ARIZONA DIAMONDBACKS

Diamondbacks: Prove it, proven or problem

Apr 11, 2017, 1:43 PM | Updated: 2:02 pm

Arizona Diamondbacks' Yasmany Tomas, right, is greeted by teammate David Peralta, left, after hitti...

Arizona Diamondbacks' Yasmany Tomas, right, is greeted by teammate David Peralta, left, after hitting a home run off San Francisco Giants starting pitcher Matt Moore in the fifth inning of a baseball game, Monday, April 10, 2017, in San Francisco. (AP Photo/Eric Risberg)

(AP Photo/Eric Risberg)

At 6-2 and leading Major League Baseball in wins, the Diamondbacks are one of the best teams in baseball. After one week, four different 75-win or less teams from 2016 are in first place in 2017. It’s hard to separate what’s real from what is hope with this year’s Diamondbacks.

I got six things that are very important to the D-backs’ success. I can see two things in the first eight games that I believe are not a fluke; two items that I don’t trust; and, two things that are already an issue. Here’s what’s proven, left to prove and a problem:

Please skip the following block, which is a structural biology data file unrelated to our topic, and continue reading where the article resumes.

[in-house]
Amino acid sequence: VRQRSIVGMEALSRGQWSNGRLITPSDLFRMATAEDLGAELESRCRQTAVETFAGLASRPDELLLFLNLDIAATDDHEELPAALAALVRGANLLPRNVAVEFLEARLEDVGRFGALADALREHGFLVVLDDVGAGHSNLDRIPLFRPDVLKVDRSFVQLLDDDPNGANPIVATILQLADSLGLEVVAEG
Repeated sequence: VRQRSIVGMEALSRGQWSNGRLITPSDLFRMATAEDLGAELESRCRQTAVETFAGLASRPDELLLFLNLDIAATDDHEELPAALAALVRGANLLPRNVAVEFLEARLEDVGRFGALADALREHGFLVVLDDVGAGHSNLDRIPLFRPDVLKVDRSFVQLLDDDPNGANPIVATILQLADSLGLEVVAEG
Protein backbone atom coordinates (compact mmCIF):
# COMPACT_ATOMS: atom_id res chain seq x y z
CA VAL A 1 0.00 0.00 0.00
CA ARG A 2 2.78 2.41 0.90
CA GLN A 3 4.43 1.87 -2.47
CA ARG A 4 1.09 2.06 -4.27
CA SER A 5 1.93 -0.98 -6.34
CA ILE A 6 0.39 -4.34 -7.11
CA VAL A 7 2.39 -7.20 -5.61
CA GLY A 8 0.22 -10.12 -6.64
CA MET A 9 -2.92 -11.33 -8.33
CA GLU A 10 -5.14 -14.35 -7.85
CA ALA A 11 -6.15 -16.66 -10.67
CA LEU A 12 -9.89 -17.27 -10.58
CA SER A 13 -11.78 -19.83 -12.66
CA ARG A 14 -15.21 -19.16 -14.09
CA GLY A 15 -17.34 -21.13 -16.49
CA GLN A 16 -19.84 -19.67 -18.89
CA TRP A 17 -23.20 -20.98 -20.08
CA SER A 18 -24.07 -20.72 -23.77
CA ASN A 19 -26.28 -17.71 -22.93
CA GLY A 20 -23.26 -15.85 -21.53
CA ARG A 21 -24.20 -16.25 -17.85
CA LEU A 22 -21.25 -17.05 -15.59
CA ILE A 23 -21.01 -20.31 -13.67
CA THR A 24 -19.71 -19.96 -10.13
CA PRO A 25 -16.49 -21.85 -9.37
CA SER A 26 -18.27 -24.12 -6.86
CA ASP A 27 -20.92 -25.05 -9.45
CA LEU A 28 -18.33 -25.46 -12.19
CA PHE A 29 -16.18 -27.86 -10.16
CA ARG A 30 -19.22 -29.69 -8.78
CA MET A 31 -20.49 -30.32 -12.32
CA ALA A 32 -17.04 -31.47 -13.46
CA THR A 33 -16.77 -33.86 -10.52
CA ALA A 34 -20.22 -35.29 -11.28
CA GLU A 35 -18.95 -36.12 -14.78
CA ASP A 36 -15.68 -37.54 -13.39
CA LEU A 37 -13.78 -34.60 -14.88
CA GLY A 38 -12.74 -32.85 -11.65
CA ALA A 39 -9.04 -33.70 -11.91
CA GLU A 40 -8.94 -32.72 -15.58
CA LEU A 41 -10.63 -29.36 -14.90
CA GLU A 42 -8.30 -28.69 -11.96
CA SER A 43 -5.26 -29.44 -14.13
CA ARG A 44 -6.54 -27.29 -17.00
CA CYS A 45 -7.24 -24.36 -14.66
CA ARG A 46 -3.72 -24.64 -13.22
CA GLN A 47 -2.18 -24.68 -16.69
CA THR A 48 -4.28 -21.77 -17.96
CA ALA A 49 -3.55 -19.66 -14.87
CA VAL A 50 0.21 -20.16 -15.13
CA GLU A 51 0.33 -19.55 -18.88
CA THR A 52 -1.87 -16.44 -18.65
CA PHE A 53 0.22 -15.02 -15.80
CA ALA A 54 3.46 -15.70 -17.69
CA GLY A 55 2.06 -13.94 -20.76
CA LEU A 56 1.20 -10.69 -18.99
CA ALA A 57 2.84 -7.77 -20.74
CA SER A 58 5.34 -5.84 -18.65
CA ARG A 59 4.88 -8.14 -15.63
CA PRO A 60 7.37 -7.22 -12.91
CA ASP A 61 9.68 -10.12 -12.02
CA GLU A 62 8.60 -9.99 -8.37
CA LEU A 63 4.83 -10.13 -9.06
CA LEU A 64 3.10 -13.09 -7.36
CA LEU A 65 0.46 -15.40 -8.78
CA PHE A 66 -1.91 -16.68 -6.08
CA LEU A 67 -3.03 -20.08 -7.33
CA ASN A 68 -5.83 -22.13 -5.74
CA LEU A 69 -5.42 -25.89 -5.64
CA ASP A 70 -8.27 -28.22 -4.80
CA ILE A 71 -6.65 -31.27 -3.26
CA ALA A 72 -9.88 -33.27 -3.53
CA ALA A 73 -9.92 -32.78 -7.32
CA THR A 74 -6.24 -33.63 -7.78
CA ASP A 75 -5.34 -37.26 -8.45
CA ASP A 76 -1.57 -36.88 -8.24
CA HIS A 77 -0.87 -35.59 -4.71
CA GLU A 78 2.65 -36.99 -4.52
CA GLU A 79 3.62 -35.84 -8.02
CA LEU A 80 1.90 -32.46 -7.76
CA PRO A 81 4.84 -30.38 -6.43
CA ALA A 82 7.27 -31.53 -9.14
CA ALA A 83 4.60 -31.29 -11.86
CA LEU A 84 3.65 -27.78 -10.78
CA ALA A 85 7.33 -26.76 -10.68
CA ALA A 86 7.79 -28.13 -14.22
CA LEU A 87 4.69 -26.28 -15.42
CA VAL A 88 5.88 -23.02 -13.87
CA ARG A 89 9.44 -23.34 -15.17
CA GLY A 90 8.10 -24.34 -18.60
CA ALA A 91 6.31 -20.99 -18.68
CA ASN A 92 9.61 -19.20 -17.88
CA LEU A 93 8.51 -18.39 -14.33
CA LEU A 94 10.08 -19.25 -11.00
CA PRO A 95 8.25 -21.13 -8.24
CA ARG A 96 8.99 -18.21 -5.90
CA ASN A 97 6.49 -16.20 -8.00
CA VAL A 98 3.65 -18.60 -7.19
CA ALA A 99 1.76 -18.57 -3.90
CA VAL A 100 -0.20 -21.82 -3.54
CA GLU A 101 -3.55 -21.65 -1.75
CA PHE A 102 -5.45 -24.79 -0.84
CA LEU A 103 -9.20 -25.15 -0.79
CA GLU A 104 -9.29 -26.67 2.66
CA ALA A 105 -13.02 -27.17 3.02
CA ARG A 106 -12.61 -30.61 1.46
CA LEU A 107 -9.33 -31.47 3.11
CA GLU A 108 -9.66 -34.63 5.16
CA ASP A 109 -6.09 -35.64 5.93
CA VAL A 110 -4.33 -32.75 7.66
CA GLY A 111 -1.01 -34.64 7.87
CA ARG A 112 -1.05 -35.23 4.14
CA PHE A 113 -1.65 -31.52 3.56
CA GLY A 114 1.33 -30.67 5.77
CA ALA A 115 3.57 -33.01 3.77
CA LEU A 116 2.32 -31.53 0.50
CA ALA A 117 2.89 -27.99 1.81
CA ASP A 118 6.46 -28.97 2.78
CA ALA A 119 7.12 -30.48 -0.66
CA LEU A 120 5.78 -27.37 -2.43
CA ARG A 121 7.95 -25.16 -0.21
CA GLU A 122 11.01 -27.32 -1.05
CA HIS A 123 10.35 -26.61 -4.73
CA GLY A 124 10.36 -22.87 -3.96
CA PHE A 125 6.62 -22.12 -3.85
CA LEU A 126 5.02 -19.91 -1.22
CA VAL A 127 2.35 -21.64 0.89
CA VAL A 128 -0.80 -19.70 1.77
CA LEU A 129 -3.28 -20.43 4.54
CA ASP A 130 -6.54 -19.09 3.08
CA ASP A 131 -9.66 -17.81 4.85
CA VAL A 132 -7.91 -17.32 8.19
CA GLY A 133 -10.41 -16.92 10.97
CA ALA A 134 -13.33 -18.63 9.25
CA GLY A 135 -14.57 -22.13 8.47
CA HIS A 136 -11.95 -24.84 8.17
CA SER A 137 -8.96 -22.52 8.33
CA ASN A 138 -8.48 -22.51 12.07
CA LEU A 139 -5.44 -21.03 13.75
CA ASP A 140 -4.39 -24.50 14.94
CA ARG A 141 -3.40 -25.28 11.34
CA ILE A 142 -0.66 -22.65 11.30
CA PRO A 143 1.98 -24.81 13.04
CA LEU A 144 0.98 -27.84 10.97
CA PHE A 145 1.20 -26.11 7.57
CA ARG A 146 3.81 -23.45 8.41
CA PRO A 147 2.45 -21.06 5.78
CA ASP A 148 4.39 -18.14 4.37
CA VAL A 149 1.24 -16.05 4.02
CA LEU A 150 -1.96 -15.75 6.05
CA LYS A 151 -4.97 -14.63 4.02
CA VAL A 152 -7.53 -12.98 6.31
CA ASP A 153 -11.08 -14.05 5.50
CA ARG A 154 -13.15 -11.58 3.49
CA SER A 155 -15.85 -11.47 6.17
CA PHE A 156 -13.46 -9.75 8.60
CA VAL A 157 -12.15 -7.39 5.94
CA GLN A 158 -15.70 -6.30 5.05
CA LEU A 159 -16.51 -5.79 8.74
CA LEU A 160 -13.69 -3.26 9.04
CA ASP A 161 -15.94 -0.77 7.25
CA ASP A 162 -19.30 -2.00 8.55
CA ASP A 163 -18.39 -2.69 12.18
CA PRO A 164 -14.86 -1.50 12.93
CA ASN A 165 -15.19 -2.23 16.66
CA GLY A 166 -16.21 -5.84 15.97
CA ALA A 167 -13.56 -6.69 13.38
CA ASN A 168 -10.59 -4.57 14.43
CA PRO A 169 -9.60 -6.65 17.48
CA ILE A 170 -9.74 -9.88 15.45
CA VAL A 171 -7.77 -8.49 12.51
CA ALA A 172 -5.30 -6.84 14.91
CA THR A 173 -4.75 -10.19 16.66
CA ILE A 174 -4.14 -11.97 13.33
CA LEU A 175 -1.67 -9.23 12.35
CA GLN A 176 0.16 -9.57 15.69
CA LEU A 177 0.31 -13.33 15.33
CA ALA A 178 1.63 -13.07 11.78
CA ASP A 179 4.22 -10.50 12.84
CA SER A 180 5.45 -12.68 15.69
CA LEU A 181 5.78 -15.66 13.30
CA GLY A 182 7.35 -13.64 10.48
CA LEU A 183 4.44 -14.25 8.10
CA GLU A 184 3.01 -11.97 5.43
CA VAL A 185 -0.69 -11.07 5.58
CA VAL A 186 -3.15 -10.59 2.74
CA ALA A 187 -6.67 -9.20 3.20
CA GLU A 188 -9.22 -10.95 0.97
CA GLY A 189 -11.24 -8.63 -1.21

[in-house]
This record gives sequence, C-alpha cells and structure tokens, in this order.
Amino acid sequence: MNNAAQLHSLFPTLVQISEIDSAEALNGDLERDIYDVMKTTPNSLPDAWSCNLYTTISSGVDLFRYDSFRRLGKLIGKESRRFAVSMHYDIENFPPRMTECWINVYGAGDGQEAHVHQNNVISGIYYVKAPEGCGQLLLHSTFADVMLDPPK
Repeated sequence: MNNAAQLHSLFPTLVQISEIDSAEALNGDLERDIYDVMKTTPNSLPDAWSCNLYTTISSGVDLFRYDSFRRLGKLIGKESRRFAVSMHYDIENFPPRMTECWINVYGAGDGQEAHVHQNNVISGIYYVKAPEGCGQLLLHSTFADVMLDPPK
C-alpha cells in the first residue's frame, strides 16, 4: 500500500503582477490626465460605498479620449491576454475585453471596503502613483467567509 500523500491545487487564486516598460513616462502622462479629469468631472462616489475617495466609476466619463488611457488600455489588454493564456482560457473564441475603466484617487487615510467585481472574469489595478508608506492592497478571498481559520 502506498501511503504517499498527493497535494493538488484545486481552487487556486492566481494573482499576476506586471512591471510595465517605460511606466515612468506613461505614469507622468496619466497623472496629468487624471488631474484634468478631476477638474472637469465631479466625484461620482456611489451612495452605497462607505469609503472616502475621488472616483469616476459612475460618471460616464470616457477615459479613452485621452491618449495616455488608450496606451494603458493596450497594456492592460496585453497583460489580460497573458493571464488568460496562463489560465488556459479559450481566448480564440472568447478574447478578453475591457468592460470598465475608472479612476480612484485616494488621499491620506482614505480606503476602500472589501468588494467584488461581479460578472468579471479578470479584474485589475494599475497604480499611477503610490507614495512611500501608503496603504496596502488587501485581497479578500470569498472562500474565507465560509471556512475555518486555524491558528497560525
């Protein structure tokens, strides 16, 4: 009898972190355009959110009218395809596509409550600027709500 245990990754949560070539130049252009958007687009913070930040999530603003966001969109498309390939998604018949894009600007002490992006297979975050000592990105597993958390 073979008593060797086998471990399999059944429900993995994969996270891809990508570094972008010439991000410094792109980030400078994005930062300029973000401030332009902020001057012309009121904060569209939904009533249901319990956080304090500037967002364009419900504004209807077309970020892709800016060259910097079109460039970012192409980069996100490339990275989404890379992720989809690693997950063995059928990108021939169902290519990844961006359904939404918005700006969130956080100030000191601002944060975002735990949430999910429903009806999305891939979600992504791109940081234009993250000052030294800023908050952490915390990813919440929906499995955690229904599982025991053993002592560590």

The offense

Arizona leads MLB in runs. Arizona is first in hits. No team in baseball has more doubles. Only Philly has more triples than Arizona. Although the D-backs are middle of the pack in HRs, Arizona is only two long balls behind Texas, Houston and Cincinnati, who lead baseball with 11. In the slash stats (AVG/OBP/SLG), Arizona is 1st/4th/3rd and second in MLB with an .827 OPS. The Diamondbacks are even in first place for hits by a pinch hitter, stolen bases and extra-base hits.

Verdict: Proven

The offense won’t stay this hot all year but this is the strength of the team.  It’s only been one week but this offense can carry the team through the heart of the season.  This offense is for real.

Yasmany Tomas

He went hitless in the spring and in his first two games of the regular season. He’s batting .500 since. Tomas even ran down a ball in shallow left field in the first game of the current series with the Giants. After his bad start, Tomas finally started listening to every hitting coach he’s ever had. Now he’s raking.

Verdict: Prove it